At first before discussing anything, we need to agree what it is. Ignoring the plain facts that everyone knows and virtually no questions about it, we can look at some more disputable aspects:
    1. Its name - Bitcoin: well a farther can give any name to his son, just as in this case. However, legitimate coins are only valid by national banks or certain authorities. It's certainly yet to be a coin in this sense. This is regardless of its factual crypto-currency status. Historians may help recall the age where no governments were and people used barter exchange systems. However still unverifiable whether nobody influenced such a system. Nowadays if it's not governed by a legitimate body, then by a black society for sure. "Black" here means invisible, untraceable or even unimaginable.
    2. Implications of the name: freedom of any censorship, modern social currency in much the same hails you gave to Facebook, saviors for the poor as hinted by Bill Gates when he talked about its low costs.
    3. Its behaviors: you need to be a researcher to document about this sufficiently. While I am not, I will just focus on its price chart and it looks exactly like any other speculative assets in the large scale. Interests on this aspect need more than common knowledge therefore I don't go further unless there's more discussions around it.
    Another vague aspect is on its social merit, I am still wondering where's the equality for women and the poor, according to this demographics https://news.bitcoin.com/bitcoin-user-demographics-european-males-age-25-34/
    Now is it enough to call it what it is?
  • ssu
    1.5k
    My understanding is that nobody knows right now whether blockchain will be a genuine disruptor that mostly replaces existing payment systems, or a fad that withers away. But for as long as there is potential for the former - and currently most believe there is - financial institutions, software companies and financial regulators are all investing in understanding and experimenting with it so that they don't get left flat-footed if it takes off. So far it hasn't, but that doesn't mean it won't.andrewk
    Yep.

    This is one thing which the cryptocurrency believers talking about a new paradigm usually don't assume: that the new technology is simply harnessed by excisting financial service providers. The little thing still is that people have their money in banks and above all, get loans from banks. Let's not forget that the payment system has dramatically changed even now. The idea that existing payment systems hasn't changed much is ridiculous. I would think it wouldn't be far fetched that soon any bank transfer or payment to anywhere would be settled in nanoseconds, not days.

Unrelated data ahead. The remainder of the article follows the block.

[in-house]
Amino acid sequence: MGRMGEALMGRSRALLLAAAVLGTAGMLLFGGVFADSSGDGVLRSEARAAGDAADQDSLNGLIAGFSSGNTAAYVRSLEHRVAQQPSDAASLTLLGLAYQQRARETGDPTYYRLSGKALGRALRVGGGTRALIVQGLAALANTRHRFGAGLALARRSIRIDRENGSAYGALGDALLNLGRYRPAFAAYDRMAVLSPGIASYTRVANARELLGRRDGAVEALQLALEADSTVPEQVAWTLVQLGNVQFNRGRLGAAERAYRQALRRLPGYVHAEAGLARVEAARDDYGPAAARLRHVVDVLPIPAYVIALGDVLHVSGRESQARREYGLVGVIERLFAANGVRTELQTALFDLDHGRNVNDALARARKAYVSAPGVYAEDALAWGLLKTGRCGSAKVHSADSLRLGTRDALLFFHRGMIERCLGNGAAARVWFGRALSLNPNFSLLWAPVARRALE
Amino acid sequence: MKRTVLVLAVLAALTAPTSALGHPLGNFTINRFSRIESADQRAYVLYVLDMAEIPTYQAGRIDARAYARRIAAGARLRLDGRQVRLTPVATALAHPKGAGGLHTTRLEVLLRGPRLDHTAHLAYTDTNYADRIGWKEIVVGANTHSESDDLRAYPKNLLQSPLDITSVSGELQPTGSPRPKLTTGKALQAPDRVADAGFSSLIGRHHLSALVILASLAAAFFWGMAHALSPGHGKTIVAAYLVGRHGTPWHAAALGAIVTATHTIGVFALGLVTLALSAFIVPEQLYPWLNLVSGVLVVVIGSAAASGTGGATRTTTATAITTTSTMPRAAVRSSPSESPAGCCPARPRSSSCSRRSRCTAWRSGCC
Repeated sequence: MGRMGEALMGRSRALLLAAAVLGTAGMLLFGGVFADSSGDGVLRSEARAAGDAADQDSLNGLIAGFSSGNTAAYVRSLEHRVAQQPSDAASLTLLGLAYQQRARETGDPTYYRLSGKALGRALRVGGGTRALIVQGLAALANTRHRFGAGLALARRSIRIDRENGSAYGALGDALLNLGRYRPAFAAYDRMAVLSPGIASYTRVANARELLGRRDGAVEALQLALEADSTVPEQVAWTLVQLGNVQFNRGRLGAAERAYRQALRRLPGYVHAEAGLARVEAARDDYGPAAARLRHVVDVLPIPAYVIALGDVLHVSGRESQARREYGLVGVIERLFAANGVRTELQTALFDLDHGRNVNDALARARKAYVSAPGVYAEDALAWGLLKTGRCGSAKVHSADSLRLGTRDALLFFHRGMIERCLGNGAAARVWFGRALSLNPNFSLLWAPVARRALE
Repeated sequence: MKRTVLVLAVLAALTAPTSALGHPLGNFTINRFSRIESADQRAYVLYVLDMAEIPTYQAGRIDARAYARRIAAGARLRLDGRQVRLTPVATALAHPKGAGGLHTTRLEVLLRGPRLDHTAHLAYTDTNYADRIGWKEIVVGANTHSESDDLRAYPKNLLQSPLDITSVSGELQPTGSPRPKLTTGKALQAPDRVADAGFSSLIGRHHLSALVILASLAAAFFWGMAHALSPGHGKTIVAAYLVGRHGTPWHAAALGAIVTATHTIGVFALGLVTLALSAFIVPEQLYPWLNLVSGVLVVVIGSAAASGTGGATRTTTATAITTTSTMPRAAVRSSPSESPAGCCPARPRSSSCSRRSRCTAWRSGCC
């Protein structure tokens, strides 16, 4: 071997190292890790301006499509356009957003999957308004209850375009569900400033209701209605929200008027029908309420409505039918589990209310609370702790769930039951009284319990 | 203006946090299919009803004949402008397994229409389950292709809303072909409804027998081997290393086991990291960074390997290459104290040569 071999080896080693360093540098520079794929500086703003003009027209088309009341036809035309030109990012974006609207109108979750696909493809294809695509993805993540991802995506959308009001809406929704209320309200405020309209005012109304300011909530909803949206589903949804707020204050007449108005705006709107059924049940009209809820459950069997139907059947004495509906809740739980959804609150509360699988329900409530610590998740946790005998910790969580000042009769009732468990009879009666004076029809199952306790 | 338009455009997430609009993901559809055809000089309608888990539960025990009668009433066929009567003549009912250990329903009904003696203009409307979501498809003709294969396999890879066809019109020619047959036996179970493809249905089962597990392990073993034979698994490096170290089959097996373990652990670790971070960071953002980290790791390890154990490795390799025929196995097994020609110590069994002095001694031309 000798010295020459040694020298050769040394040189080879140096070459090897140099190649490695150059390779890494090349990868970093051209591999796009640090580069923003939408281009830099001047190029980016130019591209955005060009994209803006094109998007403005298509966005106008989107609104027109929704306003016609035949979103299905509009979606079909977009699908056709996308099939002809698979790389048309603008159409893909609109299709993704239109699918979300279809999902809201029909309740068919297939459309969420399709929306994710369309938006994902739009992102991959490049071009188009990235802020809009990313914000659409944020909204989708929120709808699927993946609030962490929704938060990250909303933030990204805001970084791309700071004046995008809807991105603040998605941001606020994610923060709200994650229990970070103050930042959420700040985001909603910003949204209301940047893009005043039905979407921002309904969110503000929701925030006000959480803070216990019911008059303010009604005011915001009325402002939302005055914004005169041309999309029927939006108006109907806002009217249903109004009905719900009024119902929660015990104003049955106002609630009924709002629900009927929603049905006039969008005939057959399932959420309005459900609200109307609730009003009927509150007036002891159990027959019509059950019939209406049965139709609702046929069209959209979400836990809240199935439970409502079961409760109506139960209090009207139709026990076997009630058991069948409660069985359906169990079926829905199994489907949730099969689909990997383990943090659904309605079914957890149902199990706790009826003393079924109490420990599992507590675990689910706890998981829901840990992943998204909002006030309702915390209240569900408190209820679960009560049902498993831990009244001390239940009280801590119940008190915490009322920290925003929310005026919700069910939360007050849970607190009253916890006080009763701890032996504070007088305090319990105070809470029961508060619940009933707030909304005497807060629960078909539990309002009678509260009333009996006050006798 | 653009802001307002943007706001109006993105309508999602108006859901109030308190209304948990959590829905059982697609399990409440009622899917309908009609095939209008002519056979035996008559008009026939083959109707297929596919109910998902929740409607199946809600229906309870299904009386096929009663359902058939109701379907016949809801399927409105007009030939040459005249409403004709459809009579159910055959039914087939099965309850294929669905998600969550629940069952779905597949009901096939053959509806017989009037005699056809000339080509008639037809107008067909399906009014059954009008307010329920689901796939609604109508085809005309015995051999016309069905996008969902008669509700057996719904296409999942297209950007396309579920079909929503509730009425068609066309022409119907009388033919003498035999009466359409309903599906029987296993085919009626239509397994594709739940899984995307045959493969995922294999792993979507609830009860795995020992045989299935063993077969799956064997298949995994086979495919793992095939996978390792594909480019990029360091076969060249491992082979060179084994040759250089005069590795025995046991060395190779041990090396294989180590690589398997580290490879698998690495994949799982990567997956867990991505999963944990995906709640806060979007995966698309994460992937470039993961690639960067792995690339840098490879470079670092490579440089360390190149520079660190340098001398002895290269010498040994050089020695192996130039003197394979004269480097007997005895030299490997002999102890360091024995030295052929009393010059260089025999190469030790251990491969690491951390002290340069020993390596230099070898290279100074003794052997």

We really have to separate here the totally crazy hype thanks to the speculative bubble around Bitcoin, which actually hasn't anything to do with the technology, just like during the times of the dot com bubble hadn't something to do with the underlying technology back then.
  • andrewk
    2.1k
    I wonder whether the confusion between blockchain and Bitcoin may be partly fuelling the Bitcoin price bubble. It seems possible that blockchain may become the dominant currency mechanism, and completely disrupt existing currency mechanisms. But if that were to happen, it doesn't imply that Bitcoin will soar further in price. It may even mean that Bitcoin crashes and disappears.

    A limited but perhaps useful analogy is between the internet (for blockchain) and Cisco (for Bitcoin). People speculated in the nineties about whether the internet would completely disrupt existing communications technologies, and the prices of internet stocks were bid up to ridiculous-seeming levels as a result. Cisco was one such stock. STarting at around $1 in the early nineties, it hit a high of $80 in the late nineties. THen it crashed. It didn't disappear, but it is currently at $40, around half the late nineties high.

    So Cisco didn't end up becoming the goldmine stock that many were hoping - although those that bought in 1995 and sold in 1998 would have done tremendously well.

    Yet the internet has indeed proved to be an enormous disruptor of communication technology.

    But you couldn't buy shares in 'the internet', and we can't buy shares in 'blockchain'. And buying Bitcoin is a very poor proxy for investing in the eventual success of blockchain.
  • Wallows
    8.7k
    I wonder whether the confusion between blockchain and Bitcoin may be partly fuelling the Bitcoin price bubble. It seems possible that blockchain may become the dominant currency mechanism, and completely disrupt existing currency mechanisms. But if that were to happen, it doesn't imply that Bitcoin will soar further in price. It may even mean that Bitcoin crashes and disappears.andrewk

    I'd say it's a combination of Bitcoin being first to make it to the market with a semi-tangible good (meaning that it is convertible through barter or trade). Someone said around here, can't remember who it might have been you actually, that there were more efficient and better variations of bitcoin devised subsequently to its development. Bitcoin being first must have been that enabling factor for exclusive adoption, which devalues the rest of the competition.
  • Wallows
    8.7k
    What do you guys and gals think about what these hoards of bitcoin that drug cartels have and hackers have are going to do? Do they just buy gold and convert it to cash and then launder from them using other methods?